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Which one? I liked them all

By Dave Buchanan

The queries, or rather "the Query," began only a few hours after the wrap-up of the 20th anniversary Colorado Mountain Winefest.

"Which was your favorite wine?" came from many sides.

Gee, that's like, "Daddy, which of us do you love most?"

We've done this a dozen or more times, you and I, and so you understand that no answer is possible, because after tasting 100 or more wines over the course of 6 hours, it isn't easy to pick the best or even remember some of the early ones.

Sure, I took notes - lots and lots of notes - but interspersed with the wine tasting were hours of conversations and interviews, an odd sniff and spit here and there and even a chance or two to sit down (thanks to Sarah Catlin and the Winefest crew) in the VIP tent and enjoy a bit of wine and relaxation.

There are some more-memorable wines, most because they were so good and well-made and others because, well, they were memorable.

There was the lavendar wine made by Glenn Foster at St. Kathryn's Cellars, a rose´-based wine with a hint of lavendar on the nose and just a faint blush of lavendar across the tongue.

Foster said it took him six months of blending to arrive at the flavors he was seeking, something not too overwhelming but still true to the lavendar itself.

It proved extremely popular, mostly among the female side of the Winefest crowd, and while I can't think of anything to pair with it, if you are among the many enamored with all things lavendar, you should try this delightful wine.

Parker Carlson's Dry Gewurtztraminer remains among my favorites and he urged me to try also the dry Gewurtztraminer produced by Brent and Karen Hellickson at Stone Cottage Cellars.

"It's really good," promised Carlson, and he wasn't wrong.

The Stone Cottage version is a bit drier than Carlson's, which retains the slightest touch of residual sugar to catch the "sweet-but-dry" crowd.

Both are delicious and I hope a sign that winemakers finally are starting to notice that not all wine drinkers want a soda pop wine.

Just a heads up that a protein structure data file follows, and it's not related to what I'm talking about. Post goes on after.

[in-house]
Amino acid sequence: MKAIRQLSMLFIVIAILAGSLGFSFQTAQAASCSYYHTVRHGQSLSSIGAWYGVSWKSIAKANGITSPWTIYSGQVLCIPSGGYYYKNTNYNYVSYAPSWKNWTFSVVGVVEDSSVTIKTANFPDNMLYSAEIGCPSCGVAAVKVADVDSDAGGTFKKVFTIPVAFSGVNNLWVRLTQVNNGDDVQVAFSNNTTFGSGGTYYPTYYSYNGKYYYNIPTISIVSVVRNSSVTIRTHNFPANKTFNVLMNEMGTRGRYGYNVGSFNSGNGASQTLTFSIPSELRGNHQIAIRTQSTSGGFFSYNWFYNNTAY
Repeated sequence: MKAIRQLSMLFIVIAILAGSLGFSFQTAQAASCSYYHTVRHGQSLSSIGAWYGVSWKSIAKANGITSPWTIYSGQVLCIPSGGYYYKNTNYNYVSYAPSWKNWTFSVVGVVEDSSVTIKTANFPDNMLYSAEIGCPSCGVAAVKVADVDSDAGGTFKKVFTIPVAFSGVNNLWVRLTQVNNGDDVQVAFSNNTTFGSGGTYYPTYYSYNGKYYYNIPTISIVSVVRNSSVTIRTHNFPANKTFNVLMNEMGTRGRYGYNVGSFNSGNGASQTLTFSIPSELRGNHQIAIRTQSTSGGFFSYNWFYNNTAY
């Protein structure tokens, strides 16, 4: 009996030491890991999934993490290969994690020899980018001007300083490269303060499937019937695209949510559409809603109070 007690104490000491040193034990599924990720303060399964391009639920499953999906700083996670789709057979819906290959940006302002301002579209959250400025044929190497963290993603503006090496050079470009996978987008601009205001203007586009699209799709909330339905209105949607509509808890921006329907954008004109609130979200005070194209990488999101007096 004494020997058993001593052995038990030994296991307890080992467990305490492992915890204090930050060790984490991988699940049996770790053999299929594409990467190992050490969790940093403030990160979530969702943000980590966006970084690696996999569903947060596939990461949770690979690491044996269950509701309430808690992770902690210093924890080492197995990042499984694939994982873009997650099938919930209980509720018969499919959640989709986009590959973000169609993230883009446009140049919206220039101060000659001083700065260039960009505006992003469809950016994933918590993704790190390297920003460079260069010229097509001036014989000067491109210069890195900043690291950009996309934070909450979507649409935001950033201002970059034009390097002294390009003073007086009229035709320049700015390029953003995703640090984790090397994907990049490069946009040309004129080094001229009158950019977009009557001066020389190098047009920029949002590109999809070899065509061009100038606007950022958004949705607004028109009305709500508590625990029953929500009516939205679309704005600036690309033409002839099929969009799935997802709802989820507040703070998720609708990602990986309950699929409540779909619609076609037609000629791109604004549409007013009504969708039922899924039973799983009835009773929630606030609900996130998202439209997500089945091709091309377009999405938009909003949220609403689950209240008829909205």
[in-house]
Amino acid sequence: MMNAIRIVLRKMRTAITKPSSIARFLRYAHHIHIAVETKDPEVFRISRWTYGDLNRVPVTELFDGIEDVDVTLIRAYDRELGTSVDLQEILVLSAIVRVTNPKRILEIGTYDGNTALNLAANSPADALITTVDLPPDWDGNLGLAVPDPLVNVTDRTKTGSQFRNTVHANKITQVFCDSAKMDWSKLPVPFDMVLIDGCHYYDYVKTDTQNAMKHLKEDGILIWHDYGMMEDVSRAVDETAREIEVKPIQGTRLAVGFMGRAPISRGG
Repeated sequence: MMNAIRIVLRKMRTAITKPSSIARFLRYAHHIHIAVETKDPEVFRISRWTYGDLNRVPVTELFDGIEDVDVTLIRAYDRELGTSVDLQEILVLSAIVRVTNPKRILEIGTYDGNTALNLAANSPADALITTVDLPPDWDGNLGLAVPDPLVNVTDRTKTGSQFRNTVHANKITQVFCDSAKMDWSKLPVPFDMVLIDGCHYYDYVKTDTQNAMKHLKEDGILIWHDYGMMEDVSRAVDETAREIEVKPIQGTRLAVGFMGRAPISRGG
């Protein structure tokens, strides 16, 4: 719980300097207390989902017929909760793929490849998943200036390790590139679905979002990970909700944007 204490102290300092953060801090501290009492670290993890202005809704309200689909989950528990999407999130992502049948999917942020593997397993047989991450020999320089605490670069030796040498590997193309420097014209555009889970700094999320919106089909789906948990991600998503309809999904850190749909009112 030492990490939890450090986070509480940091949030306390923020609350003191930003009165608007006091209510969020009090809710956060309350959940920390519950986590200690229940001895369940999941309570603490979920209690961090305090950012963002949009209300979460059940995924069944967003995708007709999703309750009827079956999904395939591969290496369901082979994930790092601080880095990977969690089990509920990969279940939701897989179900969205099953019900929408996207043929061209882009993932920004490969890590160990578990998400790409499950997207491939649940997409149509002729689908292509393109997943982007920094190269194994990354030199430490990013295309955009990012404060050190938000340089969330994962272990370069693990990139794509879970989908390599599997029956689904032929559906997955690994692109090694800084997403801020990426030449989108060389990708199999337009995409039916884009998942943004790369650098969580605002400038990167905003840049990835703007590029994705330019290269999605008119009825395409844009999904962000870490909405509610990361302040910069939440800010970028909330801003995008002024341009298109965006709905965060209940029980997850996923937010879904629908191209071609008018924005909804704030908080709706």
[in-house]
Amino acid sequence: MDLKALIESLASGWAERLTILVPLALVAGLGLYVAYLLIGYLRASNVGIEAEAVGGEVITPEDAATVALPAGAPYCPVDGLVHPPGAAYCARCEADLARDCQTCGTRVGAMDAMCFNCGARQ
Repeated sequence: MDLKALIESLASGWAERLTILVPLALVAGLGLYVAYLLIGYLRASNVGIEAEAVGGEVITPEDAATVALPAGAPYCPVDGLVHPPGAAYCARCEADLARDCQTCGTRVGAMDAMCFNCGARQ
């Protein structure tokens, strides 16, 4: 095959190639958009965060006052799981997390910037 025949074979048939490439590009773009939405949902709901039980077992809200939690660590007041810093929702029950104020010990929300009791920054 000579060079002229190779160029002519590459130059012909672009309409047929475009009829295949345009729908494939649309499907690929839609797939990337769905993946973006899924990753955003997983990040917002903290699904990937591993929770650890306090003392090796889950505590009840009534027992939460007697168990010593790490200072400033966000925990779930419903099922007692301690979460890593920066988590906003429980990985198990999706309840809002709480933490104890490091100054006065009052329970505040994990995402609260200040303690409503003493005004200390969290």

I know they already know that but there has been the appearance in recent years of sweet red wines, a tasting room phenomenon we should talk about soon.

Another attention-getting wine was the Palisade Festival white wine by Plum Creek Winery.

Winemaker Jenne Baldwin-Eaton blended Chardonnay, Riesling, Viognier and Sauvignon Blanc into a wine that broke across the palate into many layers of flavors, each recalling a different varietal.

After the severe winter and spring frosts of these recent years, many winemakers are struggling to find enough grapes to make their wines.

Jenne, whose red and white blends always have been noteworthy, made the Palisade Festival "to highlight the different grapes" because in some cases she didn't have enough to make a full vintage of one varietal.

A bit of history is involved, also. Seems the last time a Palisade Festival white appeared was in 1996. It dropped out of sight for a long time but this year's revival was worth the wait.

"I thought it was time to try it again," Jenne said. And we're glad she did.

There are so-o-o-o many more. Spero Winery's Vino e Buono 2008 Cabernet Franc and Stone Cottage's 2009 Syrah, both double-gold medal winners; John Balistreri's 2010 Grand Valley Sangiovese (gold); and Alfred Eames' 2008 "Noche," a silver-winning, muscular dessert wine of Syrah, Merlot and Cabernet Sauvignon; all of these and more.

And that's quite enough for now.






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